We leave prisoners locked up in squalid conditions for up to 23 hours a day, instead of focusing on education, training, exercise, and other means of rehabilitation – as called for by the Howard League – so why are we surprised that prison becomes a school of crime? There are few places worse for someone with mental health issues than prisons, rife as they are with violence and drug abuse, and shocking rates of suicide and self-injury.
Chris Grayling’s part-privatisation of probation has had a disastrous impact – and Johnson’s plans will undoubtedly prove a boon to profiteers such as Serco, which was fined millions for using taxpayers’ money to fraudulently tag non-existent people, and a calamity for the rest of us.
If the government had sense, it would learn from Norway, which has shorter sentences, fewer prisoners, humane prisons and an emphasis on rehabilitation: there, just 20% of convicts reoffend within two years, among the world’s lowest rates. It would learn from Portugal in decriminalising drugs and treating them as a public health issue: the country has the lowest drug mortality rate in western Europe, drug use is below Europe’s average, and the number of those incarcerated for drug offences has more than halved. But in the UK, no such sense is to be found.
While the justice system is a stick for the poor, it offers an abundance of carrots for Britain’s rich. Iceland managed to lock up dozens of bankers and CEOs for crimes committed in the run-up to the 2008 financial crash – but not one senior banking executive has been jailed in Britain or the US for their roles in unleashing misery that millions continue to suffer from.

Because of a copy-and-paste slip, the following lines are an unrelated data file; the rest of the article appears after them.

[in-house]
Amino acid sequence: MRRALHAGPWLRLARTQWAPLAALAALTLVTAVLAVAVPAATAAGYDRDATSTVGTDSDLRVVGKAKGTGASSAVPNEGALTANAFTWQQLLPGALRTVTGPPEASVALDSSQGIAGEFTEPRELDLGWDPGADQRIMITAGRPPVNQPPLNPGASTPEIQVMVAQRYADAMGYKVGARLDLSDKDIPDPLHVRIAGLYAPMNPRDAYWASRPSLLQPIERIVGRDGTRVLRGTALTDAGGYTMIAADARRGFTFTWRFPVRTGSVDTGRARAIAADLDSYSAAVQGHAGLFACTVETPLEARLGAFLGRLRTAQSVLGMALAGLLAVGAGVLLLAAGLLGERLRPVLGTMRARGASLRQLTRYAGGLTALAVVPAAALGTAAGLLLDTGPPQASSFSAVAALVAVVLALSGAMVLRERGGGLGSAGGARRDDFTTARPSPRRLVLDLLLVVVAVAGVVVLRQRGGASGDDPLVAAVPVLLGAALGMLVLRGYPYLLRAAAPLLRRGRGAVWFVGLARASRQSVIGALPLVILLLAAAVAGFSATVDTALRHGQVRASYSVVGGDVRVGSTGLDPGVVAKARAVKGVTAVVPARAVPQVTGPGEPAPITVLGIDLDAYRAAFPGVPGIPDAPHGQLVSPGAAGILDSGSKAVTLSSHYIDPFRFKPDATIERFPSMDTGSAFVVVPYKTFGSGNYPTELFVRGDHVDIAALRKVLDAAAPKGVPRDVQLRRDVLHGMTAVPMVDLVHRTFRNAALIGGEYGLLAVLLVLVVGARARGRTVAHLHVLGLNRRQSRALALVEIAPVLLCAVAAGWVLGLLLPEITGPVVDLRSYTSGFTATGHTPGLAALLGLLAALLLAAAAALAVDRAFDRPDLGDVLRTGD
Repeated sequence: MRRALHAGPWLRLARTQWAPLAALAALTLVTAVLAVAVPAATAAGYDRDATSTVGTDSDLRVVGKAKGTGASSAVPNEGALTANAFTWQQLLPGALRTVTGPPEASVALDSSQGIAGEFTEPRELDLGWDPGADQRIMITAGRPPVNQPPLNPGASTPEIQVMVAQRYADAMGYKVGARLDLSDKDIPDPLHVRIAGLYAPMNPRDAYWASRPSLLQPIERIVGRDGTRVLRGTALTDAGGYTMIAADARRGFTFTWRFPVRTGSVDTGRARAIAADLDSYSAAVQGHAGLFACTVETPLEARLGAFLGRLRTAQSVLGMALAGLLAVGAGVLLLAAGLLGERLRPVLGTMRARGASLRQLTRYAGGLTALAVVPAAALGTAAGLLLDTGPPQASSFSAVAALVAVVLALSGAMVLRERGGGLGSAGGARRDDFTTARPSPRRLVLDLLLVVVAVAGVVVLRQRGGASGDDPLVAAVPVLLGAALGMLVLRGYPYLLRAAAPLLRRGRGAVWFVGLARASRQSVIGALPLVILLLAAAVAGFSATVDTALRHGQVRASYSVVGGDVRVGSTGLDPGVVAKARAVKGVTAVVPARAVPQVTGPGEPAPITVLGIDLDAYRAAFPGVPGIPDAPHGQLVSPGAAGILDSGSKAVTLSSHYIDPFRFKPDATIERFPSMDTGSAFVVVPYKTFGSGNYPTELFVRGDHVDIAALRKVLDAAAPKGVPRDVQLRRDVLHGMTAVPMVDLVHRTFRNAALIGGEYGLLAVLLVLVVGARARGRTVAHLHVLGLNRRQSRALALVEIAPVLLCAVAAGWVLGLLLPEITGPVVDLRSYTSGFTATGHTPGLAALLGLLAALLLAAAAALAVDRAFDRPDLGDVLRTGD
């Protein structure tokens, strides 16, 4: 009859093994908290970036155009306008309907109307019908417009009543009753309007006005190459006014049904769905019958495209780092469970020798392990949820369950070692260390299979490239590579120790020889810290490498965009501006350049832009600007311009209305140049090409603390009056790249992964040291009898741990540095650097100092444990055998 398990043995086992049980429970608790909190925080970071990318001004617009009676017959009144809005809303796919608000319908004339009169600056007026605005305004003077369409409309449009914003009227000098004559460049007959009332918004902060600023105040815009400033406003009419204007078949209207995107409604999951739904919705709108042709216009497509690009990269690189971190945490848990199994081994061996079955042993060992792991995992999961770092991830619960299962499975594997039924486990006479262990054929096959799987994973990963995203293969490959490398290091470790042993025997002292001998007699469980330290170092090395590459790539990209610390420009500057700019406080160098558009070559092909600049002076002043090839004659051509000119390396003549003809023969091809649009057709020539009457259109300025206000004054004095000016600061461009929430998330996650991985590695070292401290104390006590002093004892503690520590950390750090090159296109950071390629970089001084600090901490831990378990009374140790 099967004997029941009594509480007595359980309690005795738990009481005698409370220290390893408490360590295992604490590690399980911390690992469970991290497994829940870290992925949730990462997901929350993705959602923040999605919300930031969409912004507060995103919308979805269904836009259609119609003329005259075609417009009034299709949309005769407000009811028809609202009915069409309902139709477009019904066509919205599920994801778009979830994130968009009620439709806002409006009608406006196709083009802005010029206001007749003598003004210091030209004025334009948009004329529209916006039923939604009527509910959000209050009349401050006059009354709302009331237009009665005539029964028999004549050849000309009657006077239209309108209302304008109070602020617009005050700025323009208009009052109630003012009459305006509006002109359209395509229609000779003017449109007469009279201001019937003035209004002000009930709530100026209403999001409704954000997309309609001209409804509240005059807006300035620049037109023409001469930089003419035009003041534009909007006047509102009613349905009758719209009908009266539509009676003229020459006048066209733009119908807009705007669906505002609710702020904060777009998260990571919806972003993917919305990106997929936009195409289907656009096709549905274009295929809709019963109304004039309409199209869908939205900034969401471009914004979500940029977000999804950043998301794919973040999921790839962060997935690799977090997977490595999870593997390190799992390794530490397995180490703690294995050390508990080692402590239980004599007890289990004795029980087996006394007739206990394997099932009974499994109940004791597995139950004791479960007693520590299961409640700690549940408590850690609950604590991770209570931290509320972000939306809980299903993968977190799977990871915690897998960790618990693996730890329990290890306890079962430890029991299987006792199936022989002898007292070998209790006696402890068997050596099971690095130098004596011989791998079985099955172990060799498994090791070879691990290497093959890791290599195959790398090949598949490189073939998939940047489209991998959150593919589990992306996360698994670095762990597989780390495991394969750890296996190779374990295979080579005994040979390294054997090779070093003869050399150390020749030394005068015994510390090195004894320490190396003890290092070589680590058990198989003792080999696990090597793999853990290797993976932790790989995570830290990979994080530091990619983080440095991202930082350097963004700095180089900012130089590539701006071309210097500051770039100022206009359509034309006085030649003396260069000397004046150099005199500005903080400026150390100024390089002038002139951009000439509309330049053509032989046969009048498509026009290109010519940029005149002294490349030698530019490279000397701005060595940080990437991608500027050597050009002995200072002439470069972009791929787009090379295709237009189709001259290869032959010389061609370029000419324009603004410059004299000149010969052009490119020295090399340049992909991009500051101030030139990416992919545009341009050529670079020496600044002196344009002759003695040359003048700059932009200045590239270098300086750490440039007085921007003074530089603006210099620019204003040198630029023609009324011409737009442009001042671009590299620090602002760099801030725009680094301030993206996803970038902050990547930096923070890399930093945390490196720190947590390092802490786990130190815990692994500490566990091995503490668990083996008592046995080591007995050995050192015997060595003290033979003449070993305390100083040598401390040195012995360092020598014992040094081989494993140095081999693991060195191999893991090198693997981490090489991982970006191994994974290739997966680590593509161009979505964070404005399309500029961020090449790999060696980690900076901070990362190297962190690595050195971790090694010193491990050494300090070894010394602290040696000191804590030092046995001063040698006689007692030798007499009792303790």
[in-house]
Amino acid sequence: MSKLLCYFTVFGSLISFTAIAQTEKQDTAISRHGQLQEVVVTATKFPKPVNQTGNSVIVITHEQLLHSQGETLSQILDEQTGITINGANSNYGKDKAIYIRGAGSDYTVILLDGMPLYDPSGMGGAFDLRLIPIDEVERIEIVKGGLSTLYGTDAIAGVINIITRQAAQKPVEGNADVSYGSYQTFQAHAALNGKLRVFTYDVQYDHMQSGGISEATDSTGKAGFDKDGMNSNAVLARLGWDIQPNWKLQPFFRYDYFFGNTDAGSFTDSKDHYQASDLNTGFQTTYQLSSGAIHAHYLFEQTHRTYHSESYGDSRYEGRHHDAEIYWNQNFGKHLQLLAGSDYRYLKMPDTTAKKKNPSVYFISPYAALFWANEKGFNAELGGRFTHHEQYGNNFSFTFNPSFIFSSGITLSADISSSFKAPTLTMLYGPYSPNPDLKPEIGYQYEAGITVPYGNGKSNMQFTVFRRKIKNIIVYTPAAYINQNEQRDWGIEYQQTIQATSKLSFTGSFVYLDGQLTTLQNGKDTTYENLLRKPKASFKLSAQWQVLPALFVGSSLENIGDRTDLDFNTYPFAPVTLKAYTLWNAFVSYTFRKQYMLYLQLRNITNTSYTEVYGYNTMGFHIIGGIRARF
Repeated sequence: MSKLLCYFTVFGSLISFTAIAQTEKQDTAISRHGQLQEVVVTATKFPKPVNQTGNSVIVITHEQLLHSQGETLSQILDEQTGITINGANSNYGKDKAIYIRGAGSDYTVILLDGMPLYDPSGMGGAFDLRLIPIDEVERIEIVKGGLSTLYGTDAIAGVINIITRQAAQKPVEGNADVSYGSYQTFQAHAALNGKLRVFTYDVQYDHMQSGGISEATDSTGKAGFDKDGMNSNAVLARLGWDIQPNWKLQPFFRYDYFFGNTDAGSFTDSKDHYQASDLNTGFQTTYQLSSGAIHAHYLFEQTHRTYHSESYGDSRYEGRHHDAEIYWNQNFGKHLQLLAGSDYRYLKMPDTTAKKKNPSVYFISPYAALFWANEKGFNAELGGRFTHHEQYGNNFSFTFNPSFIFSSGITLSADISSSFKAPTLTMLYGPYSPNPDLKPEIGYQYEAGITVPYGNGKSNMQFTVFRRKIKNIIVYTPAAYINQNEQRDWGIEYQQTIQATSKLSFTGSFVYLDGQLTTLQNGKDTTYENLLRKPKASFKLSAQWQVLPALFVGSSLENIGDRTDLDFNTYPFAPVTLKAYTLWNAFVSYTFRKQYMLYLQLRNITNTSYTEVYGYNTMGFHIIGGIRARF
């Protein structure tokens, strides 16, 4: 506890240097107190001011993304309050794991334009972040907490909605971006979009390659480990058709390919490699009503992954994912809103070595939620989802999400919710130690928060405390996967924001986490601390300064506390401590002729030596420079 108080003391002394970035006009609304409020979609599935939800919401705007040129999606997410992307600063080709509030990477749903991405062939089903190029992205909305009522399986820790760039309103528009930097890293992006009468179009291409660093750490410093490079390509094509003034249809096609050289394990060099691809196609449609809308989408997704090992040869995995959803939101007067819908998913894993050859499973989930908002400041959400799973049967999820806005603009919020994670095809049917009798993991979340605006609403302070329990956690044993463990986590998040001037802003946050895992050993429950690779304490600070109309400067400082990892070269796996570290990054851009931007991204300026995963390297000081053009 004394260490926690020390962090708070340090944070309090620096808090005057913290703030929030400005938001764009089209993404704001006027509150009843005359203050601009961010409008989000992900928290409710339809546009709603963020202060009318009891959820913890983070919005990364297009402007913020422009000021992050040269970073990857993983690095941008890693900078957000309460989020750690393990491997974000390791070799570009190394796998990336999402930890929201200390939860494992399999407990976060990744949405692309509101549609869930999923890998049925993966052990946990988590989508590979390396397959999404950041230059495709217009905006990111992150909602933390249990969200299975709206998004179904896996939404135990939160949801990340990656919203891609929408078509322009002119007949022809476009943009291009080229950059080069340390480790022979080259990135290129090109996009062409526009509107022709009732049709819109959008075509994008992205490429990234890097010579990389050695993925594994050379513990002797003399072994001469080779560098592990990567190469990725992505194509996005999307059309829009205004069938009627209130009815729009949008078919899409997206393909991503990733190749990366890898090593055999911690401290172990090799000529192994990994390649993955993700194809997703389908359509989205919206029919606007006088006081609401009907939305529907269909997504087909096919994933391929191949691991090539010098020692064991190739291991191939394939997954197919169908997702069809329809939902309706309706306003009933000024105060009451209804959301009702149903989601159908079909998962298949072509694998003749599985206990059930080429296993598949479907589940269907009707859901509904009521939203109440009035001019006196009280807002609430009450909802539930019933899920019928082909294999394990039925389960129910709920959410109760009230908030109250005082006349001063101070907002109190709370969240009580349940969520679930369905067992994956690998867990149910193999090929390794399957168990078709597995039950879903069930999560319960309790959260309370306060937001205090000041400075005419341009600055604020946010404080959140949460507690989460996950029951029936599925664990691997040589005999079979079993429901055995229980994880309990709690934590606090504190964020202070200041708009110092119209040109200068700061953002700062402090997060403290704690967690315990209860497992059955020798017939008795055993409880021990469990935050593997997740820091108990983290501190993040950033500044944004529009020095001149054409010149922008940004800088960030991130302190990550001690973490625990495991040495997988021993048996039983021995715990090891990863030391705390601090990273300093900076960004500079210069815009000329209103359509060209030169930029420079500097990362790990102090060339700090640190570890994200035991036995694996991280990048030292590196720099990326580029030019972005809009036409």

The tax system is riddled with loopholes available only to the rich and big corporations, depriving the exchequer of billions of pounds at a time when we’re constantly told there isn’t enough money for basic services. Meanwhile, benefit fraudsters are sentenced for appropriating far smaller sums. Since 2011, UK prosecutions for financial crimes – supposed “white collar crime” – have collapsed by 26%, even though the number of offences has quadrupled. Nearly a decade ago, one leading judge declared that the justice system has an inbuilt bias favouring the wealthy; since then, the decimation of legal aid has left it rigged even more in favour of the rich.
The law continues to crash down on the backs of the poor – while pandering to the rich.
Johnson is seeking to turn a national crisis that has been stoked by his own party’s actions into an electoral problem for his opponents – and he will be aided and abetted by the rightwing press. But he is merely upholding a centuries-old tradition of protecting a social order rigged in favour of his own class.
If you are rich and destroy the economy, engage in white collar fraud, snort cocaine – you’re still likely to live unimpeded in affluence, continuing to be invited to mingle with the not-so-great-and-good of society. But if you are a black teenager in Hackney found in possession of cannabis by the police, your whole life could crash down around you. Whatever this is – it’s certainly not justice.
• Owen Jones is a Guardian columnist